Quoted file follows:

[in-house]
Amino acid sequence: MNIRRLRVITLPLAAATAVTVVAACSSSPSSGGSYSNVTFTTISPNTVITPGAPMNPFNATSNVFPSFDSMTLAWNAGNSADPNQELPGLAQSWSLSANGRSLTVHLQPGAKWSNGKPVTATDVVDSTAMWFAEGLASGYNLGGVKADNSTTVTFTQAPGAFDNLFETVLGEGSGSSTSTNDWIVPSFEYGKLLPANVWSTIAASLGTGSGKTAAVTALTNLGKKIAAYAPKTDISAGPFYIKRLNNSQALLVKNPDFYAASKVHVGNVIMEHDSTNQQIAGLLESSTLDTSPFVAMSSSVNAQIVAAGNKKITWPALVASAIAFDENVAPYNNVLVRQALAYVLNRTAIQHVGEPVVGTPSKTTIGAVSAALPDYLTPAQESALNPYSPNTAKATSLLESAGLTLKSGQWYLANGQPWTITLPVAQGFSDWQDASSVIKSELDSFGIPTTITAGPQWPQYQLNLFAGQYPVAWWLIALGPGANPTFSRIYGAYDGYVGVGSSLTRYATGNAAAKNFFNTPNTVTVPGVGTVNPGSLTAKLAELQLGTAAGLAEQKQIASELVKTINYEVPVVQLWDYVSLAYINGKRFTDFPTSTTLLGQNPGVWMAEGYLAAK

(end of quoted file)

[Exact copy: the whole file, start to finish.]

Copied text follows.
[in-house]
Amino acid sequence: MNIRRLRVITLPLAAATAVTVVAACSSSPSSGGSYSNVTFTTISPNTVITPGAPMNPFNATSNVFPSFDSMTLAWNAGNSADPNQELPGLAQSWSLSANGRSLTVHLQPGAKWSNGKPVTATDVVDSTAMWFAEGLASGYNLGGVKADNSTTVTFTQAPGAFDNLFETVLGEGSGSSTSTNDWIVPSFEYGKLLPANVWSTIAASLGTGSGKTAAVTALTNLGKKIAAYAPKTDISAGPFYIKRLNNSQALLVKNPDFYAASKVHVGNVIMEHDSTNQQIAGLLESSTLDTSPFVAMSSSVNAQIVAAGNKKITWPALVASAIAFDENVAPYNNVLVRQALAYVLNRTAIQHVGEPVVGTPSKTTIGAVSAALPDYLTPAQESALNPYSPNTAKATSLLESAGLTLKSGQWYLANGQPWTITLPVAQGFSDWQDASSVIKSELDSFGIPTTITAGPQWPQYQLNLFAGQYPVAWWLIALGPGANPTFSRIYGAYDGYVGVGSSLTRYATGNAAAKNFFNTPNTVTVPGVGTVNPGSLTAKLAELQLGTAAGLAEQKQIASELVKTINYEVPVVQLWDYVSLAYINGKRFTDFPTSTTLLGQNPGVWMAEGYLAAK